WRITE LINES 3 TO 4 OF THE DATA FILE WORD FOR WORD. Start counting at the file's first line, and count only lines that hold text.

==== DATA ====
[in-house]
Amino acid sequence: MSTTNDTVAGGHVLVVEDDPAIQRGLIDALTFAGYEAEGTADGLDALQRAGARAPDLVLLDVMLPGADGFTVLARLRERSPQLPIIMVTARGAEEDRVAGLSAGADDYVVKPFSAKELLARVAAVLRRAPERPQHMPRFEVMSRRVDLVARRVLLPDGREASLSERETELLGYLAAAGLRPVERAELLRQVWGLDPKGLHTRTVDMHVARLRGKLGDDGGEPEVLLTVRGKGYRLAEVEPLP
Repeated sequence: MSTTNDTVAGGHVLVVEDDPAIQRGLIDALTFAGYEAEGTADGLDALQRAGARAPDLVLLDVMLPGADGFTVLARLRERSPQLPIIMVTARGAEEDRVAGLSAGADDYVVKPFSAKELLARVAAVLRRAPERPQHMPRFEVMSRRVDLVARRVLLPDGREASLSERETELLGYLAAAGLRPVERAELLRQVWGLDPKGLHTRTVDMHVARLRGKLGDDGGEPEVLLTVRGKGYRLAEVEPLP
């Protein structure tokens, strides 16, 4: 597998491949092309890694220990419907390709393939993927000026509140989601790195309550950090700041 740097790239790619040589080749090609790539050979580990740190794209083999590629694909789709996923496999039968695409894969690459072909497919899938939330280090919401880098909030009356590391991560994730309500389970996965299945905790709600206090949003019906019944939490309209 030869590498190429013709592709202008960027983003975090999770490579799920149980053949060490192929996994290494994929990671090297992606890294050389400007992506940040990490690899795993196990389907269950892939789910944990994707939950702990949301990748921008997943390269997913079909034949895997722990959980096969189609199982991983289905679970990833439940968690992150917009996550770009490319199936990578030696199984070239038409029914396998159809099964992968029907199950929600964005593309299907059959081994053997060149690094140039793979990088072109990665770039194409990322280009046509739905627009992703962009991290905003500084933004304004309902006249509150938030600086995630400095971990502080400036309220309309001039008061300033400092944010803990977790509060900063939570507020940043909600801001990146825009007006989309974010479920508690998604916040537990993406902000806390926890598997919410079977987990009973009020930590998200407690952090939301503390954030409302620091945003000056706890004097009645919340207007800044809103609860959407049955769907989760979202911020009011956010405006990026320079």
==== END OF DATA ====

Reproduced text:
Repeated sequence: MSTTNDTVAGGHVLVVEDDPAIQRGLIDALTFAGYEAEGTADGLDALQRAGARAPDLVLLDVMLPGADGFTVLARLRERSPQLPIIMVTARGAEEDRVAGLSAGADDYVVKPFSAKELLARVAAVLRRAPERPQHMPRFEVMSRRVDLVARRVLLPDGREASLSERETELLGYLAAAGLRPVERAELLRQVWGLDPKGLHTRTVDMHVARLRGKLGDDGGEPEVLLTVRGKGYRLAEVEPLP
């Protein structure tokens, strides 16, 4: 597998491949092309890694220990419907390709393939993927000026509140989601790195309550950090700041 740097790239790619040589080749090609790539050979580990740190794209083999590629694909789709996923496999039968695409894969690459072909497919899938939330280090919401880098909030009356590391991560994730309500389970996965299945905790709600206090949003019906019944939490309209 030869590498190429013709592709202008960027983003975090999770490579799920149980053949060490192929996994290494994929990671090297992606890294050389400007992506940040990490690899795993196990389907269950892939789910944990994707939950702990949301990748921008997943390269997913079909034949895997722990959980096969189609199982991983289905679970990833439940968690992150917009996550770009490319199936990578030696199984070239038409029914396998159809099964992968029907199950929600964005593309299907059959081994053997060149690094140039793979990088072109990665770039194409990322280009046509739905627009992703962009991290905003500084933004304004309902006249509150938030600086995630400095971990502080400036309220309309001039008061300033400092944010803990977790509060900063939570507020940043909600801001990146825009007006989309974010479920508690998604916040537990993406902000806390926890598997919410079977987990009973009020930590998200407690952090939301503390954030409302620091945003000056706890004097009645919340207007800044809103609860959407049955769907989760979202911020009011956010405006990026320079």